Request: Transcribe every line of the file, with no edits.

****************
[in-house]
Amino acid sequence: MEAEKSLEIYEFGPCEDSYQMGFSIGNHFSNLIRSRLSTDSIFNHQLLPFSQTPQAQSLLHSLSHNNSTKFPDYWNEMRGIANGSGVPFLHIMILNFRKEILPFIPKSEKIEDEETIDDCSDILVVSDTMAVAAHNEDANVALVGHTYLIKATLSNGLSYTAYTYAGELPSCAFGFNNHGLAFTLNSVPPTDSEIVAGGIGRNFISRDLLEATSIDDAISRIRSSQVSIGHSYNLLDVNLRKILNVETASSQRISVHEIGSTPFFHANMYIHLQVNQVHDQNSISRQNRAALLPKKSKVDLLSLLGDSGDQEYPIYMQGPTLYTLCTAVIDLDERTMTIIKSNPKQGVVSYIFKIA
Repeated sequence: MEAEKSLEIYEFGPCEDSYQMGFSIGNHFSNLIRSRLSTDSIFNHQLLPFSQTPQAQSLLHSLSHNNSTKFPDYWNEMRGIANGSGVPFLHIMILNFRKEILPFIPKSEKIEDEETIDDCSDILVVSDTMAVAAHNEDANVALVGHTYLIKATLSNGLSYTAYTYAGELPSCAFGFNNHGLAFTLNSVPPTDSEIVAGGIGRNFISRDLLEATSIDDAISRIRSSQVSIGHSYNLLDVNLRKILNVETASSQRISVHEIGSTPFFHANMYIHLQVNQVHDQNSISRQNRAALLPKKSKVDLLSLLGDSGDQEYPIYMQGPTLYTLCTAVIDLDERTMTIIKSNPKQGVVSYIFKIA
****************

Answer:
[in-house]
Amino acid sequence: MEAEKSLEIYEFGPCEDSYQMGFSIGNHFSNLIRSRLSTDSIFNHQLLPFSQTPQAQSLLHSLSHNNSTKFPDYWNEMRGIANGSGVPFLHIMILNFRKEILPFIPKSEKIEDEETIDDCSDILVVSDTMAVAAHNEDANVALVGHTYLIKATLSNGLSYTAYTYAGELPSCAFGFNNHGLAFTLNSVPPTDSEIVAGGIGRNFISRDLLEATSIDDAISRIRSSQVSIGHSYNLLDVNLRKILNVETASSQRISVHEIGSTPFFHANMYIHLQVNQVHDQNSISRQNRAALLPKKSKVDLLSLLGDSGDQEYPIYMQGPTLYTLCTAVIDLDERTMTIIKSNPKQGVVSYIFKIA
Repeated sequence: MEAEKSLEIYEFGPCEDSYQMGFSIGNHFSNLIRSRLSTDSIFNHQLLPFSQTPQAQSLLHSLSHNNSTKFPDYWNEMRGIANGSGVPFLHIMILNFRKEILPFIPKSEKIEDEETIDDCSDILVVSDTMAVAAHNEDANVALVGHTYLIKATLSNGLSYTAYTYAGELPSCAFGFNNHGLAFTLNSVPPTDSEIVAGGIGRNFISRDLLEATSIDDAISRIRSSQVSIGHSYNLLDVNLRKILNVETASSQRISVHEIGSTPFFHANMYIHLQVNQVHDQNSISRQNRAALLPKKSKVDLLSLLGDSGDQEYPIYMQGPTLYTLCTAVIDLDERTMTIIKSNPKQGVVSYIFKIA